Springer Nature is making SARS-CoV-2 and COVID-19 research free. View research | View latest news | Sign up for updates

On cutting temperatures in high and ultrahigh-speed machining

  • 28 Accesses


Since Dr. Carl Salomon proposed the well-known hypothesis on cutting temperatures in 1931, the debate on the hypothesis has never stopped. It shows that evolutions of temperatures with the increase of cutting speed measured at different points are different. From the tool wear and surface integrity point of view, this paper focuses on the evolutions of chip temperature (Chip temp.), tool-chip contact temperature (T-C temp.), and tool-workpiece contact temperature (T-W temp.) with the increase of cutting speed from low (100 m/min) to very high (7000 m/min). First, the cutting heat generation and the temperature increment in machining are theoretically analyzed. Then the influences of chip shape and mechanical property variations with the increase of cutting speed on the temperatures are analyzed. Finally, the cutting temperatures are semiquantitatively derived from chip colors and other heat characteristics in the chip and cutting tool obtained in cutting experiments: evolutions of Chip temp., T-C temp., and T-W temp. with the increase of cutting speed are presented based on the experiment results. The influence of chip shape and temperature variation on tool wear are also discussed.

This is a preview of subscription content, log in to check access.

Fig. 1
Fig. 2
Fig. 3
Fig. 4
Fig. 5
Fig. 6
Fig. 7
Fig. 8


  1. 1.

    Salomon CJ (1931) Process for machining metals of similar acting materials when being worked by cutting tools, German patent, Number 523594

  2. 2.

    Schultz H (1984) High speed milling of aluminum alloys. In: proceedings of the winter annual meeting of the ASME, New Orleans, pp. 241-244

  3. 3.

    O’Sullivan D, Cotterell M (2002) Workpiece temperature measurement in machining. In Proceedings of the Institute of Mechanical Engineers, Part H. Journal of Engineering in Medicine 216(1):135–139

  4. 4.

    Chen M, Sun F, Wang H, Yuan R, Qu Z, Zhang S (2003) Experimental research on the dynamic characteristics of the cutting temperature in the process of high-speed milling. J Mater Process Technol 138(1):468–471.

  5. 5.

    Richardson DJ, Keavey MA, Dailami F (2006) Modelling of cutting induced workpiece temperatures for dry milling. Int J Mach Tool Manu 46(10):1139–1145.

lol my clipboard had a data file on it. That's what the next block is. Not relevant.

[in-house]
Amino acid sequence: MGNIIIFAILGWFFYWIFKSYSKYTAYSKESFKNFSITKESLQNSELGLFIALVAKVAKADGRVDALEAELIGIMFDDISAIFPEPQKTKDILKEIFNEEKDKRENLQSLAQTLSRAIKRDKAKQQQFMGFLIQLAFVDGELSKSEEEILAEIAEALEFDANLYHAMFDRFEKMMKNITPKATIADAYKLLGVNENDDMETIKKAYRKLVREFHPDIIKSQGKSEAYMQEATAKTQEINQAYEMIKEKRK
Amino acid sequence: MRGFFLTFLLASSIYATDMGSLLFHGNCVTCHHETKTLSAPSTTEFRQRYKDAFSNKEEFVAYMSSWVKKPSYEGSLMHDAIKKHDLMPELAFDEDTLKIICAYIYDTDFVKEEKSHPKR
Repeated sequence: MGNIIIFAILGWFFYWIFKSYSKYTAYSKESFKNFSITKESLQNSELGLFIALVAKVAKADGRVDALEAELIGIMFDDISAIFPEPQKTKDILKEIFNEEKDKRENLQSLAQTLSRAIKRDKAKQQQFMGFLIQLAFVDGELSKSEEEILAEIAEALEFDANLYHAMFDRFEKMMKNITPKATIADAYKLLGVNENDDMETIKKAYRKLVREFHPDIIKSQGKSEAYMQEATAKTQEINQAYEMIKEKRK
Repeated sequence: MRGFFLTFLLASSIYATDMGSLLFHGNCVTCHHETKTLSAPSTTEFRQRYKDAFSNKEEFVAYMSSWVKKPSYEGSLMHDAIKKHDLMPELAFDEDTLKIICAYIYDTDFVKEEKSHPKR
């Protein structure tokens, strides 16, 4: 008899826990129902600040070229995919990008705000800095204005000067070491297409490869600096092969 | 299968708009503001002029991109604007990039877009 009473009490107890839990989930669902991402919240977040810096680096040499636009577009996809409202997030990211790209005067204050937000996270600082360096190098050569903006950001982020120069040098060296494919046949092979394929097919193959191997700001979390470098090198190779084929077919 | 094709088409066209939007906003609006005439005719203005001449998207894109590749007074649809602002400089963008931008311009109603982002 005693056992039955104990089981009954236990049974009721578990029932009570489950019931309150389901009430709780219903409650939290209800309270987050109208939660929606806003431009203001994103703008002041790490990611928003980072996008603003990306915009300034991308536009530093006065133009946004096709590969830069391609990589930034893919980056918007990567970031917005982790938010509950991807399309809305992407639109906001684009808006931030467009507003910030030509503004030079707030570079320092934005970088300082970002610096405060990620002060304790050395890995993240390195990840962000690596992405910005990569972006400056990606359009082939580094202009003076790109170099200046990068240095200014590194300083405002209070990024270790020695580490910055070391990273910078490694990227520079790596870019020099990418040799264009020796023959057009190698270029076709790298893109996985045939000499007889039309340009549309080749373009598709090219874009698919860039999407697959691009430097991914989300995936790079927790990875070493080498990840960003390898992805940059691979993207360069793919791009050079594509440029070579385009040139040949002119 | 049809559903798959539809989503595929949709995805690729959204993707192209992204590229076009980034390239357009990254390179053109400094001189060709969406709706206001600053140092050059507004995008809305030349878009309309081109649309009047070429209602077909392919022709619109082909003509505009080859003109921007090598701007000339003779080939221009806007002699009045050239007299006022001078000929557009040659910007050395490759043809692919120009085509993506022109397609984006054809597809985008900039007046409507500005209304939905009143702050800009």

6. 6.

    Jiang F, Liu Z, Wan Y, Shi Z, Zhang H (2016) Experimental investigation of cutting tool temperature during slot milling of AerMet100 steel. Proceedings of the Institution of Mechanical Engineers Part B Journal of Engineering Manufacture 230(5).

  7. 7.

    Schultz H, Moriwaki T(1992) High-speed machining. Annals of the CIRP 41(2):637–643.

  8. 8.

    Sutter G, Molinari A, Faure L, Klepaczko JR, Dudzinski D (1998) An experimental study of high speed orthogonal cutting. J Manuf Sci Eng 120:169–172

  9. 9.

    Abukhshim NA, Mativenga PT, Sheikh MA (2005) Investigation of heat partition in high speed turning of high strength alloy steel. Int J Mach Tool Manu 45(15):1687–1695.

  10. 10.

    Hou J, Zhou W, Duan H, Yang G, Xu H, Zhao N (2014) Influence of cutting speed on cutting force, flank temperature, and tool wear in end milling of Ti-6Al-4V alloy. Int J Adv Manuf Technol 70:1835–1845.

  11. 11.

    Huang K, Yang W, Chen Q, He S (2016) An experimental investigation of temperature distribution in workpiece machined surface layer in turning. Int J Adv Manuf Technol 85:1207–1215.

  12. 12.

    Longbottom JM, Lanham JD (2006) A review of research related to Salomon’s hypothesis on cutting speeds and temperatures. Int J Mach Tool Manu 46:1740–1747.

  13. 13.

    Shaw MC (1996) Energy conversion in cutting and grinding. CIRP Annals-Manufacturing Technology 45(1):101–104.

  14. 14.

    Anon (1994) Modern metal cutting-a practical handbook. Sandviken cormorant

  15. 15.